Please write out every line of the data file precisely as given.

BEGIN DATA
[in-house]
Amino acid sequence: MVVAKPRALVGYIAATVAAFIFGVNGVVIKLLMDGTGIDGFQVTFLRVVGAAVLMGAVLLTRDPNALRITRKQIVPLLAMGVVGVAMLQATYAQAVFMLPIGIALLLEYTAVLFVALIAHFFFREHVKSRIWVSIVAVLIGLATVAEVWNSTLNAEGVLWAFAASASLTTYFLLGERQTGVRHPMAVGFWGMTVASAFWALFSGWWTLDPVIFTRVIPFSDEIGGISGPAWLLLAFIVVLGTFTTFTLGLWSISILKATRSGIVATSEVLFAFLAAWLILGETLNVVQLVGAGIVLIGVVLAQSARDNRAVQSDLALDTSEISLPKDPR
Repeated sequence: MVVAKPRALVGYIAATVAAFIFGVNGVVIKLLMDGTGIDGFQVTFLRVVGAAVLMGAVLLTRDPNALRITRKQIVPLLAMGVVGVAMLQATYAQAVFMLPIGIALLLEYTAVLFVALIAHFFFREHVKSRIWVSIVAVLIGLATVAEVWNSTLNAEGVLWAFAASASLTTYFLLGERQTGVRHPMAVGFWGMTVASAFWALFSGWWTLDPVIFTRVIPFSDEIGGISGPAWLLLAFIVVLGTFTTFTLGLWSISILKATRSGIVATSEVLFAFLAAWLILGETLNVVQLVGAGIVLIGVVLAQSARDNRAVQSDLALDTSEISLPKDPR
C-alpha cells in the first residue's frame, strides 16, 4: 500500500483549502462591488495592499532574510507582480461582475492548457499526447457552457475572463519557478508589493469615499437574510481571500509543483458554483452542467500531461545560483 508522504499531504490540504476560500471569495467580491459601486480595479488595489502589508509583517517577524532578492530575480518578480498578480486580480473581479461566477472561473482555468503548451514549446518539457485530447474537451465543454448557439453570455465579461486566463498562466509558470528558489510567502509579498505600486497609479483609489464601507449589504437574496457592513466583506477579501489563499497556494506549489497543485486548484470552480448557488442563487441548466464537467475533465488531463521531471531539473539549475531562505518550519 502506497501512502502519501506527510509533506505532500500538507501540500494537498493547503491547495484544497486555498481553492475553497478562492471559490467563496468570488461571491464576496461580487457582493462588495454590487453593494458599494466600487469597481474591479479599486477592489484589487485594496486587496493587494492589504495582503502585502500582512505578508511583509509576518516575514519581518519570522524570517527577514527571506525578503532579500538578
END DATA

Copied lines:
[in-house]
Amino acid sequence: MVVAKPRALVGYIAATVAAFIFGVNGVVIKLLMDGTGIDGFQVTFLRVVGAAVLMGAVLLTRDPNALRITRKQIVPLLAMGVVGVAMLQATYAQAVFMLPIGIALLLEYTAVLFVALIAHFFFREHVKSRIWVSIVAVLIGLATVAEVWNSTLNAEGVLWAFAASASLTTYFLLGERQTGVRHPMAVGFWGMTVASAFWALFSGWWTLDPVIFTRVIPFSDEIGGISGPAWLLLAFIVVLGTFTTFTLGLWSISILKATRSGIVATSEVLFAFLAAWLILGETLNVVQLVGAGIVLIGVVLAQSARDNRAVQSDLALDTSEISLPKDPR
Repeated sequence: MVVAKPRALVGYIAATVAAFIFGVNGVVIKLLMDGTGIDGFQVTFLRVVGAAVLMGAVLLTRDPNALRITRKQIVPLLAMGVVGVAMLQATYAQAVFMLPIGIALLLEYTAVLFVALIAHFFFREHVKSRIWVSIVAVLIGLATVAEVWNSTLNAEGVLWAFAASASLTTYFLLGERQTGVRHPMAVGFWGMTVASAFWALFSGWWTLDPVIFTRVIPFSDEIGGISGPAWLLLAFIVVLGTFTTFTLGLWSISILKATRSGIVATSEVLFAFLAAWLILGETLNVVQLVGAGIVLIGVVLAQSARDNRAVQSDLALDTSEISLPKDPR
C-alpha cells in the first residue's frame, strides 16, 4: 500500500483549502462591488495592499532574510507582480461582475492548457499526447457552457475572463519557478508589493469615499437574510481571500509543483458554483452542467500531461545560483 508522504499531504490540504476560500471569495467580491459601486480595479488595489502589508509583517517577524532578492530575480518578480498578480486580480473581479461566477472561473482555468503548451514549446518539457485530447474537451465543454448557439453570455465579461486566463498562466509558470528558489510567502509579498505600486497609479483609489464601507449589504437574496457592513466583506477579501489563499497556494506549489497543485486548484470552480448557488442563487441548466464537467475533465488531463521531471531539473539549475531562505518550519 502506497501512502502519501506527510509533506505532500500538507501540500494537498493547503491547495484544497486555498481553492475553497478562492471559490467563496468570488461571491464576496461580487457582493462588495454590487453593494458599494466600487469597481474591479479599486477592489484589487485594496486587496493587494492589504495582503502585502500582512505578508511583509509576518516575514519581518519570522524570517527577514527571506525578503532579500538578